With director Oliver Stone on hand for last night’s Late Show With Stephen Colbert to publicize his upcoming four-part Showtime documentary series The Putin Interviews, one might have expected fireworks. After all, Colbert has made a recent career (and ratings gold) out of nightly mocking the increasingly obvious Russian interference in the presidential election. And Stone has made an Oscar-winning film career of his own by applying his often bombastic, sledgehammer social lens to real-life events and figures. As last night’s interview played out, however, things were both subdued and uncomfortable, as the host worked his polite damnedest to get Stone to say one thing that would suggest The Putin Interviews represents anything more than a two year exercise in Putin-approved propaganda. (Something Stone’s been accused of falling for before.)
Starting out by noting the heat Stone’s been getting on that score, Colbert kept gently but firmly pressing his guest to talk about Putin’s record, not only regarding the purported and increasingly incontrovertible attempt by Russia to ensure a Russia-friendly president, but also his authoritarian stances on internal matters such as civil and free speech rights, violent suppression of opposition and protest, and, well, the fact that there’s evidence that Putin’s ordered a whole lot of critics, journalists, and opponents murdered. Stone played coy about urging people to watch the entire documentary before making up their minds on Putin, but his statements to Colbert and elsewhere hint pretty strongly that the noted muckraker was content to let his subject dictate the tone. (The clip Stone brought shows him not challenging Putin’s assertion that Russia in no way interfered with the election of his American “partners,” with Stone accepting Putin’s answer with a chipper “We’ll see you tomorrow, and talk about some heavier stuff.”)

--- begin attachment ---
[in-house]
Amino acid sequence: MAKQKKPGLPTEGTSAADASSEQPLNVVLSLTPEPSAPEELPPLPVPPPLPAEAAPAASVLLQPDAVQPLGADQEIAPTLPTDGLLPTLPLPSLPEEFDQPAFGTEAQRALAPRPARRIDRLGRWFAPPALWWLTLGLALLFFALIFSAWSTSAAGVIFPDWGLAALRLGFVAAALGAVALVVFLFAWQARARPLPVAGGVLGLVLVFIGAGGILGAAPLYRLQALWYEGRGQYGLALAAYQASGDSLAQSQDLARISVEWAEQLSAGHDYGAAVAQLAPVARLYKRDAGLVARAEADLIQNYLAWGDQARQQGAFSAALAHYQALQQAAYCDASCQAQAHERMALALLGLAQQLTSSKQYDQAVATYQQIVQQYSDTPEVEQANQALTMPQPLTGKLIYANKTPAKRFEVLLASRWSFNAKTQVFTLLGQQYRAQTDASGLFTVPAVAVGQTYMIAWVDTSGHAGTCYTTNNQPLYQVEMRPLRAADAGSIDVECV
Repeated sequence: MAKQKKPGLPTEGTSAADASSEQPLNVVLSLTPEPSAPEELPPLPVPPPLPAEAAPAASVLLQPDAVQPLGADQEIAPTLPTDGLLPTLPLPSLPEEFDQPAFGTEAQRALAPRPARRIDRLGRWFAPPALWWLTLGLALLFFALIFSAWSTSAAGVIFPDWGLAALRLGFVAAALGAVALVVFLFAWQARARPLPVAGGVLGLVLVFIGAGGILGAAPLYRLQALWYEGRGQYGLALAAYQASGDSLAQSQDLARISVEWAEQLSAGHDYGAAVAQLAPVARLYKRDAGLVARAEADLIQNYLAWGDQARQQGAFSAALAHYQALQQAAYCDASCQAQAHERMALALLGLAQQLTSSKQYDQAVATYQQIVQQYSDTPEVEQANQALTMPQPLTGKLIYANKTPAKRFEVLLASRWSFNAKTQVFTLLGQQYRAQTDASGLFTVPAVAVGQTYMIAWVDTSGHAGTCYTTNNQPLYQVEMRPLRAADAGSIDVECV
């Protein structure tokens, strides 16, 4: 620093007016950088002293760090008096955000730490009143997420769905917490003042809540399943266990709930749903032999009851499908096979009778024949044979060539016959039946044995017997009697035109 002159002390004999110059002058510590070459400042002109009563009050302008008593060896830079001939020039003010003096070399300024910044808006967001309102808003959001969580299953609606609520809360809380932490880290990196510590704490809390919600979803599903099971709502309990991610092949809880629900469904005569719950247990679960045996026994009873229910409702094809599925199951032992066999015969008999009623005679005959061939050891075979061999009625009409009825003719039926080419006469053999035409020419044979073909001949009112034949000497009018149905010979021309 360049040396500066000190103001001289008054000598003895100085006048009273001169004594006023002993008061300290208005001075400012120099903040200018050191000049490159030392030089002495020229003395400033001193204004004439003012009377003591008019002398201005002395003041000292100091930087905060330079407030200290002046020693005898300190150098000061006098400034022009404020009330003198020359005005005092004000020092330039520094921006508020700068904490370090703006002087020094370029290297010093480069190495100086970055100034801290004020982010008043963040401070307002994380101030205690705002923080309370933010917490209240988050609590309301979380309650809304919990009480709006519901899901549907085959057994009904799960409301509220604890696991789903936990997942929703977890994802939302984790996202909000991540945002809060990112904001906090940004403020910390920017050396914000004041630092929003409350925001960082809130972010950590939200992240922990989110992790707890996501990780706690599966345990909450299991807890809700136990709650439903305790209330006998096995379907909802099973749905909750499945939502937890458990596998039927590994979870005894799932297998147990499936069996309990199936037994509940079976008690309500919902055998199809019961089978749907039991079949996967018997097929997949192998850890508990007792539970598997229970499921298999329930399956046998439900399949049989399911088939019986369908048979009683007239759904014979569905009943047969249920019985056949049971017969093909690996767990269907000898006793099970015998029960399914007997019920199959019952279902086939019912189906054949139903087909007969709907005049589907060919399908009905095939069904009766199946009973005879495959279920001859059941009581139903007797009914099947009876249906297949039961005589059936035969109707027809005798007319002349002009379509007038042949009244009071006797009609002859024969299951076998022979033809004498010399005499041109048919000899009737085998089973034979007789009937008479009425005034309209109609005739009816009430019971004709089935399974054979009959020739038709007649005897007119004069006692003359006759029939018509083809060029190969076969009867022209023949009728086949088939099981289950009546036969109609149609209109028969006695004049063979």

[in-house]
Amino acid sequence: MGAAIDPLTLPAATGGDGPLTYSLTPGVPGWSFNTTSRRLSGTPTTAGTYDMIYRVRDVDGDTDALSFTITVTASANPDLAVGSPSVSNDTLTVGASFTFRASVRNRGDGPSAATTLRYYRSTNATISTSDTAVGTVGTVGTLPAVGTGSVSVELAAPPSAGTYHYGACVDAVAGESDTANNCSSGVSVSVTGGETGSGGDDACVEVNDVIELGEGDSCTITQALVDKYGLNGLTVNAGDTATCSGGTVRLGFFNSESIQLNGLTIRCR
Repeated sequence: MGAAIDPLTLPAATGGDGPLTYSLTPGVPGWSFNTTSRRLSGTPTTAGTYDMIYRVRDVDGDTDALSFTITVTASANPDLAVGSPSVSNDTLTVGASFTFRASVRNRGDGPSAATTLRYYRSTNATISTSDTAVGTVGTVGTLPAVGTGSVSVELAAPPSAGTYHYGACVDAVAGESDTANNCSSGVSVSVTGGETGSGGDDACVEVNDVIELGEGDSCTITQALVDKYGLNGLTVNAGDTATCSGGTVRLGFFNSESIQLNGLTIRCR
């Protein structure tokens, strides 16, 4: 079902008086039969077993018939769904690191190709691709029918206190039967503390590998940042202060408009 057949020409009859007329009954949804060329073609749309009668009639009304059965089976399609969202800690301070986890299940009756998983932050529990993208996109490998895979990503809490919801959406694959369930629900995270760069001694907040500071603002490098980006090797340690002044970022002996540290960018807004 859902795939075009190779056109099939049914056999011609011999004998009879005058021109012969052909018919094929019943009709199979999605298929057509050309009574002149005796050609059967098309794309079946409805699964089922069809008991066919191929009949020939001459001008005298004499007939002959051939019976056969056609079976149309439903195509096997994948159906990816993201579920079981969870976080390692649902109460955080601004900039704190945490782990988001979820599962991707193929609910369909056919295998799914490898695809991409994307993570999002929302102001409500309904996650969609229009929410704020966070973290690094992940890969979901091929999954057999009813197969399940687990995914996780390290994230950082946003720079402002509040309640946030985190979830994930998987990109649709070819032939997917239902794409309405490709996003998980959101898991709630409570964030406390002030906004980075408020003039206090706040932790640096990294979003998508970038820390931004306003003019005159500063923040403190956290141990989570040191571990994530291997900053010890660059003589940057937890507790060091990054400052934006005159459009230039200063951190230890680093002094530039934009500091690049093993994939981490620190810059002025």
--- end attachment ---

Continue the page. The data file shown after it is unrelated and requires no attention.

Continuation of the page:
For his part, Colbert did his level best to get the notoriously prickly Stone to answer his repeated questions about Putin’s record and character, only to be met with Stone’s repeated compliments of Putin’s work ethic and courtesy, and offering only the familiar sounding complaint that that darned media has been awfully mean to Putin over the years. Colbert tried to lighten things up while pressing forward (“Does he have your dog in a cage someplace?” got only a stony stare), but Stone’s noncommittal answers eventually saw the crowd turning on him with a smattering of boos, and some derisive laughter. (For one thing, he admits that he never asked Putin about all the alleged murders because he doesn’t believe his new pal is capable of such a thing.) “Watch it and see,” seemed to be Stone’s overriding purpose in being on the show, but, from his non-answers, the appearance made it look like there won’t be much information in The Putin Interviews that Vladimir Putin doesn’t want to share.
The Putin Interviews premieres June 12 on Showtime.